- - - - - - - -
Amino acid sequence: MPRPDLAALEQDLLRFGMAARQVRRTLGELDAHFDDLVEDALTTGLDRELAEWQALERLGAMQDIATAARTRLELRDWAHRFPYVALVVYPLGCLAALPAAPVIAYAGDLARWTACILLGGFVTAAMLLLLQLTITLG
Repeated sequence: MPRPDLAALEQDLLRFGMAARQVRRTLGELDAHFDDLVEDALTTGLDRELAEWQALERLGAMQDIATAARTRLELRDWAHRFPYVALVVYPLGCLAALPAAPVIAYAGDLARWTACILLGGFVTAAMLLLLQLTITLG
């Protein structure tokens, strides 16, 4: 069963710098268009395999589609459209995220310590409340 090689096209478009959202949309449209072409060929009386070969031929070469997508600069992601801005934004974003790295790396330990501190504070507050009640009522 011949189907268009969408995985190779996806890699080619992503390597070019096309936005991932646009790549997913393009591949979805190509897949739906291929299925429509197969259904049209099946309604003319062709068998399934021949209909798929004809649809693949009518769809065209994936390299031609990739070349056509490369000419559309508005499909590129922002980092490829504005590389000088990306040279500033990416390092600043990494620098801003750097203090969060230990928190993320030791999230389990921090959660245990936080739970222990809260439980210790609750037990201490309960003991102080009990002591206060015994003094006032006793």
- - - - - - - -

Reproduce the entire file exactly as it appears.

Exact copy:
Amino acid sequence: MPRPDLAALEQDLLRFGMAARQVRRTLGELDAHFDDLVEDALTTGLDRELAEWQALERLGAMQDIATAARTRLELRDWAHRFPYVALVVYPLGCLAALPAAPVIAYAGDLARWTACILLGGFVTAAMLLLLQLTITLG
Repeated sequence: MPRPDLAALEQDLLRFGMAARQVRRTLGELDAHFDDLVEDALTTGLDRELAEWQALERLGAMQDIATAARTRLELRDWAHRFPYVALVVYPLGCLAALPAAPVIAYAGDLARWTACILLGGFVTAAMLLLLQLTITLG
């Protein structure tokens, strides 16, 4: 069963710098268009395999589609459209995220310590409340 090689096209478009959202949309449209072409060929009386070969031929070469997508600069992601801005934004974003790295790396330990501190504070507050009640009522 011949189907268009969408995985190779996806890699080619992503390597070019096309936005991932646009790549997913393009591949979805190509897949739906291929299925429509197969259904049209099946309604003319062709068998399934021949209909798929004809649809693949009518769809065209994936390299031609990739070349056509490369000419559309508005499909590129922002980092490829504005590389000088990306040279500033990416390092600043990494620098801003750097203090969060230990928190993320030791999230389990921090959660245990936080739970222990809260439980210790609750037990201490309960003991102080009990002591206060015994003094006032006793």